How is the novel Coronavirus connected to wildlife?
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How is the novel Coronavirus connected to wildlife?

What do the coronavirus and the extinction of endangered species have in common? With the current outbreak of the coronavirus disease (COVID-19), global attention has been drawn to the significant health risks posed by eating wild animals. COVID-19 is caused by severe acute respiratory syndrome coronavirus 2, or SARS-CoV-2 in short. Originating in Wuhan in Hubei, China early December 2019, the global outbreak was characterised as a pandemic by the World Health Organization (WHO) on 11 March 2020.

According to WWF Italy, many of the so-called emerging diseases – such as Ebola, AIDS, SARS, avian influenza, swine flu and today the new coronavirus are not spontaneous, catastrophic events, but the consequence of our impact on natural ecosystems.

Zoonotic disease

COVID-19 is a new strain of corona virus that has not been previously identified in humans. They are part of a large family of viruses that cause illness ranging from the common cold to more severe diseases such as Middle East Respiratory Syndrome (MERS-CoV) and Severe Acute Respiratory Syndrome (SARS-CoV).

Coronaviruses are zoonotic, meaning they are transmitted between animals and people. Researchers found that MERS-CoV was transmitted from dromedary camels to humans and SARS-CoV from civet cats to humans. It is known that several coronaviruses are circulating in animal populations that have not yet infected humans.

Bats are thought to be the evolutionary host of COVID-19, although a Chinese research team suggested that pangolins could be harboring this particular coronavirus that was first reported in humans in China’s Hubei province.

Wildlife consumption

The spread of zoonotic diseases like COVID-19 is a result of wildlife trafficking and wildlife consumption, a rapidly growing, multi-billion-dollar enterprise. Wild animals are hunted or bred on wildlife farms and sold on markets for food or traditional medicine and for the pet trade. Even endangered animals are often sold openly in wildlife markets in China and other Asian countries.

Animals like bats and pangolins do not cause the transfer of the coronavirus to humans themselves. COVID-19 was transferred by human interference with the animals. The capturing, slaughtering, trading and consumption of the animals are the proximate or direct cause of the virus transmission.

Ban on trade and consumption of wildlife

China has acknowledged it needs to bring its rampant wildlife industry under control if it is to prevent another outbreak. The African Conservation Foundation welcomes China’s decision to temporarily ban all farming and consumption of “terrestrial wildlife of important ecological, scientific and social value”. The ban is expected to be signed into law later this year.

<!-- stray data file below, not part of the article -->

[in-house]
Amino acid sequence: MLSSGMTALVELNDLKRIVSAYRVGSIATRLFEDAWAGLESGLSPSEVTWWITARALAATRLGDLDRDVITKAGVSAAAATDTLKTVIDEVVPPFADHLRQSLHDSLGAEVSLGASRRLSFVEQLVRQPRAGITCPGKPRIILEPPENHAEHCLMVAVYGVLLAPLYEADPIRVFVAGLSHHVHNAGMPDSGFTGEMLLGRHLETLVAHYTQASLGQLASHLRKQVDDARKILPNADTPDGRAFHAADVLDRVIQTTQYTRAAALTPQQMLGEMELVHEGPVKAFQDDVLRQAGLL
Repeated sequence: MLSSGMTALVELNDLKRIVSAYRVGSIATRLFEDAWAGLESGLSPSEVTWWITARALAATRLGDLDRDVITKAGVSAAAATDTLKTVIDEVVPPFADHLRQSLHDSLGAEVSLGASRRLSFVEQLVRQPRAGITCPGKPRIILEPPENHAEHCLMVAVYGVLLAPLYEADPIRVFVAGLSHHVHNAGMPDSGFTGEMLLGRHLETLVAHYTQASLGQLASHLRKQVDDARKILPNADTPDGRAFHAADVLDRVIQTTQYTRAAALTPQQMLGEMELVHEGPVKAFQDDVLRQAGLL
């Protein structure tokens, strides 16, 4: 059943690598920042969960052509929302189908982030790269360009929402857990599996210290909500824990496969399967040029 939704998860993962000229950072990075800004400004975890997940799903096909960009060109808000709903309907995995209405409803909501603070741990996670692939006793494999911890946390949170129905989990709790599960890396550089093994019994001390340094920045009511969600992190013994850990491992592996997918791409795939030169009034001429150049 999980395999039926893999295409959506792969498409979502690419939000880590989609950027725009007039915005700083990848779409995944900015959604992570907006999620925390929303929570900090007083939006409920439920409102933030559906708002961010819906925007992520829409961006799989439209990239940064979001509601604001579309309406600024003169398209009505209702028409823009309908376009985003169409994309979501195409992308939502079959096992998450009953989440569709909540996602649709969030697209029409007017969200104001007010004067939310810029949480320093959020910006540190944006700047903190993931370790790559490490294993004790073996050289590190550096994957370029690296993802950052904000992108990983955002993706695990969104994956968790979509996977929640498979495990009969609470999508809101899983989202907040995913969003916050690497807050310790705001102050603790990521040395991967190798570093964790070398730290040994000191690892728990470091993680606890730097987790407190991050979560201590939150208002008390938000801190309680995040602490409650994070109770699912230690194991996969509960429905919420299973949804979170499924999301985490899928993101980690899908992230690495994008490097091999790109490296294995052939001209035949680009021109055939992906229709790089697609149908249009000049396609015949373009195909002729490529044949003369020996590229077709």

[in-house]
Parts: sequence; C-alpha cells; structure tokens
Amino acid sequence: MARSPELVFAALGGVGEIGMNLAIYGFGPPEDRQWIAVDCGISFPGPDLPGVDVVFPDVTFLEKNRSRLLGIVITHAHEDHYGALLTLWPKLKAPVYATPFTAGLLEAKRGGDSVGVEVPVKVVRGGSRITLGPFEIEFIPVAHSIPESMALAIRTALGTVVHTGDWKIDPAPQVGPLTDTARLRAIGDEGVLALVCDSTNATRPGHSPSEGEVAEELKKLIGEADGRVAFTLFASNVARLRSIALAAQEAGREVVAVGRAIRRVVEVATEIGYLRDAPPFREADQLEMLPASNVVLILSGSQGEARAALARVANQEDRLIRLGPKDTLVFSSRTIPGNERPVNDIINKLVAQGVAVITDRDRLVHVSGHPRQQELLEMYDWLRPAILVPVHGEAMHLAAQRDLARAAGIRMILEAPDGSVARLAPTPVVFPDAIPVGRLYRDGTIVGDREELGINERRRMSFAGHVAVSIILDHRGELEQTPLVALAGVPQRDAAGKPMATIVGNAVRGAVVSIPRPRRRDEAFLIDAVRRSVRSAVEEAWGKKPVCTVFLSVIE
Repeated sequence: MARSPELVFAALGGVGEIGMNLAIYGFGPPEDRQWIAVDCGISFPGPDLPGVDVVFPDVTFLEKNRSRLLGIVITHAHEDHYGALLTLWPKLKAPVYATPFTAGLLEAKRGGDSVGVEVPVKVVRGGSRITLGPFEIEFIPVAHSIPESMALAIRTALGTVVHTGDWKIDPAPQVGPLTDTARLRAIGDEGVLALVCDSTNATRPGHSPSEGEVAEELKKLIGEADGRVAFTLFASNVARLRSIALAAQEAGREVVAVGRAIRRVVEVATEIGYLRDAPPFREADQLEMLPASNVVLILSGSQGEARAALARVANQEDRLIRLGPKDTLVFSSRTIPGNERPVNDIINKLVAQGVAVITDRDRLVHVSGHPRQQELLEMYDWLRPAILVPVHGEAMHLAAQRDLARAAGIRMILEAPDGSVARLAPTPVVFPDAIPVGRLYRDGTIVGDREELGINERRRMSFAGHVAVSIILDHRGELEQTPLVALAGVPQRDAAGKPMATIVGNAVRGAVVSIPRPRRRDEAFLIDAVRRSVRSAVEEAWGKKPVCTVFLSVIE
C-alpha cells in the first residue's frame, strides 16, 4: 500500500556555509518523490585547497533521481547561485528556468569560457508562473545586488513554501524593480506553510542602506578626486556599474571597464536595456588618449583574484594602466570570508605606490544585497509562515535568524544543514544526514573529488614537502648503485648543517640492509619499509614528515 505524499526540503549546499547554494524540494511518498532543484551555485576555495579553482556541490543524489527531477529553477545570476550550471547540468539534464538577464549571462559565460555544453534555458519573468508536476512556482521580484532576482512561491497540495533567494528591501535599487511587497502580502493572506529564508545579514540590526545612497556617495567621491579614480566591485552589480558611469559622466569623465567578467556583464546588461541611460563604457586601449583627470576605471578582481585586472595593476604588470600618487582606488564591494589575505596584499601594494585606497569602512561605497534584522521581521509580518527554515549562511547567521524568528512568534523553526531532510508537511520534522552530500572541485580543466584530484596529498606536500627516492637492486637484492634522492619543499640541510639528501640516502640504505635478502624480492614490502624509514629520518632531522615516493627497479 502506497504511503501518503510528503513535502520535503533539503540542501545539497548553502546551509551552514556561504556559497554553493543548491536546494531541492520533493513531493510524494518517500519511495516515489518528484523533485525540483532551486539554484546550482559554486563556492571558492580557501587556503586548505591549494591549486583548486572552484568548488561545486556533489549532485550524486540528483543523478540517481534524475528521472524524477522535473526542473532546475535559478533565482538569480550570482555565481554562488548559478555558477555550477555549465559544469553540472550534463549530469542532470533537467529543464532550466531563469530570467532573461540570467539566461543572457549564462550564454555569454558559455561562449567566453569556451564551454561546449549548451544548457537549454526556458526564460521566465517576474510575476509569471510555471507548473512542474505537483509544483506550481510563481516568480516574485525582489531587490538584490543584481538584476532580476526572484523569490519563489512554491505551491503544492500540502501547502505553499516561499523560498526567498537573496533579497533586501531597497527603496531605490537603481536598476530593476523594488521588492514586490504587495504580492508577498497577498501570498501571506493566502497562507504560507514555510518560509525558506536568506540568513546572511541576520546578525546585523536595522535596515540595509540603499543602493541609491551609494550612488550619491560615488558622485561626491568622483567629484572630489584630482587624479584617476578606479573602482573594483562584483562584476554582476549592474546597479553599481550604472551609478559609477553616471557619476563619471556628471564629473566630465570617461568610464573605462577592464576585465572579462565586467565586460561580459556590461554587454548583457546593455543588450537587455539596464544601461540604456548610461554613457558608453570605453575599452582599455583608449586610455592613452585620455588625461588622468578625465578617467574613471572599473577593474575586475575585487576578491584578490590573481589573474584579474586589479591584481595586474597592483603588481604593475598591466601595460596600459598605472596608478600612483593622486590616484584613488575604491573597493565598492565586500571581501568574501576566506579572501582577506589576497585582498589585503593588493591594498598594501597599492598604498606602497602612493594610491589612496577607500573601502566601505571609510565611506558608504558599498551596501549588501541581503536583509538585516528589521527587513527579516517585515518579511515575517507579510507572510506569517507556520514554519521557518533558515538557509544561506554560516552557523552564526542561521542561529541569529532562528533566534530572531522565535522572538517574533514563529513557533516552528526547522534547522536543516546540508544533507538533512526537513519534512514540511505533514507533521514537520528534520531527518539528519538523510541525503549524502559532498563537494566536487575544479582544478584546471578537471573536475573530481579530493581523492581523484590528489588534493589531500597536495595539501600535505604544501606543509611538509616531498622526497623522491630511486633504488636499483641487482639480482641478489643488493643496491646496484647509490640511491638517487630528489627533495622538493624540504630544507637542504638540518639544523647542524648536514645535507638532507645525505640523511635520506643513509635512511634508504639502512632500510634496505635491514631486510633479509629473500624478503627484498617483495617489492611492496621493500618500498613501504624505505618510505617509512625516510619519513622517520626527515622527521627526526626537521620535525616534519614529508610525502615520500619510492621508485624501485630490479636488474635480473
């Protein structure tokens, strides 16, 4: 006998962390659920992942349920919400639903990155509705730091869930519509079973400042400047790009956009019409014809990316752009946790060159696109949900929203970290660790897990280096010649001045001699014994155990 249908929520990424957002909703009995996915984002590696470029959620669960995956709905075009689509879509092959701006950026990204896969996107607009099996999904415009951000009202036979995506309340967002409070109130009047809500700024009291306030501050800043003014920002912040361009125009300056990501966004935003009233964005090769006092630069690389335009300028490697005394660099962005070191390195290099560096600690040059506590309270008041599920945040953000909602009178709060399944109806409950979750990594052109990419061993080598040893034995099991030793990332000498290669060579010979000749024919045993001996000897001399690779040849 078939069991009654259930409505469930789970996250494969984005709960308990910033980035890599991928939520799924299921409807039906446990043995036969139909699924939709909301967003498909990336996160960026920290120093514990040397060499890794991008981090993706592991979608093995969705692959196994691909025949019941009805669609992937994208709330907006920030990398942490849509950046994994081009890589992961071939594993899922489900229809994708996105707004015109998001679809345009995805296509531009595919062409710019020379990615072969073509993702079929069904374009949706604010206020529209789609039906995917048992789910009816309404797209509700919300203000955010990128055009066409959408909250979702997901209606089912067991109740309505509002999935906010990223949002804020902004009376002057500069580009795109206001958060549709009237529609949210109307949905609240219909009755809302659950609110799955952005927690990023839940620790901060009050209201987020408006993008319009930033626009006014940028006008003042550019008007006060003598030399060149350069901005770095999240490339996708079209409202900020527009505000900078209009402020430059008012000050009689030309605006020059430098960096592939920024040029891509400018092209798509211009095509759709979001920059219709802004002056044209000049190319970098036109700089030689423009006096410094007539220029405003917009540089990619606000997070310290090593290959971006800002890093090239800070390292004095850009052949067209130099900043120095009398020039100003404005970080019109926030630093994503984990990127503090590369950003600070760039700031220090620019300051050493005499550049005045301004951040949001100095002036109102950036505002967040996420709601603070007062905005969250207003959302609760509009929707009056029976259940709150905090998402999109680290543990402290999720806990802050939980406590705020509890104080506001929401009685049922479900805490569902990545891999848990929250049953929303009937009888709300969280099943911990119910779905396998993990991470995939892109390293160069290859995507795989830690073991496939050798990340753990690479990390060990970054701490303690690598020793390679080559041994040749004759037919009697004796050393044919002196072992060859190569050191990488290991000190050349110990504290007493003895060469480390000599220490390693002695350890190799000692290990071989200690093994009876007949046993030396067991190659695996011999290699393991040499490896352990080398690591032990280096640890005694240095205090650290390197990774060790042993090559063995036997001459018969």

As an immediate result, nearly 20,000 wildlife farms raising various species like civet cats, porcupines, ostriches, wild geese and boar have been closed across China.

Following China’s lead, Vietnam is also looking to end the consumption and sale of wild animals. Vietnam’s Prime Minister Nguyen Xuan Phuc instructed the Ministry of Agriculture and Rural Development to draft a plan to ban the trade and consumption of wild animals across the country by April 1.

Risk for great apes?

At this time, it is not yet known whether the SARS-CoV-2 virus can cause a respiratory disease in other animals like great apes. The common cold virus is a corona virus too and this is known to infect gorillas and chimpanzees. COVID-19 could therefore be harmful for endangered great apes like the Mountain gorilla and Cross River gorilla as well.

According to Gorilla Doctors “the most effective measure for the prevention of the introduction of SARS CoV-2 virus (or any pathogen) to human-habituated eastern (mountain and Grauer’s) gorillas in Rwanda, Uganda and DR Congo is to minimize direct and indirect contact between gorillas and infected people”.

Ecotourism is vital to the long-term conservation of endangered animals. However, a temporary stop on great ape trekking tours may be needed  to protect endangered populations of great apes, our nearest cousins, as well the ecotourism operations in the long run.

Corona virus and its impact on tourism in Africa 

Public health responses around the world have included travel restrictions, quarantines, event cancellations and facility closures. Tourism is one of the worst affected sectors due to a sharp fall in people allowed or willing to travel.

The impact of the corona virus epidemic on the tourism industry is being felt in many African countries, including Rwanda, Uganda and the Democratic Republic of Congo. The Rwanda Development Board, Uganda Wildlife Authority and DRC’s Parc National des Virunga said that tourism operations will continue but announced that tourists have up to two years to postpone their bookings at no extra cost if they are affected by flight cancellations, travel bans or if they are infected with Covid-19.

These provisions will be reviewed from time to time especially based on the progress of handling the coronavirus outbreak.

Coronavirus adds new risks to ongoing crises

New cases of COVID-19 are emerging in countries already facing humanitarian emergencies, underscoring the risks for people in crises. People in conflict zones and refugee camps are at considerably greater risk. Governments are not prepared for catastrophes of this size.

Along with significant human suffering, the damage caused by COVID-19 for people, families, communities, countries and the global economy will be enormous and will affect people for many years to come. Therefore, governments need to act more responsibly. In order to protect ecosystems, public health and economies, we need to prevent future viral outbreaks by banning the trade and consumption of wildlife.

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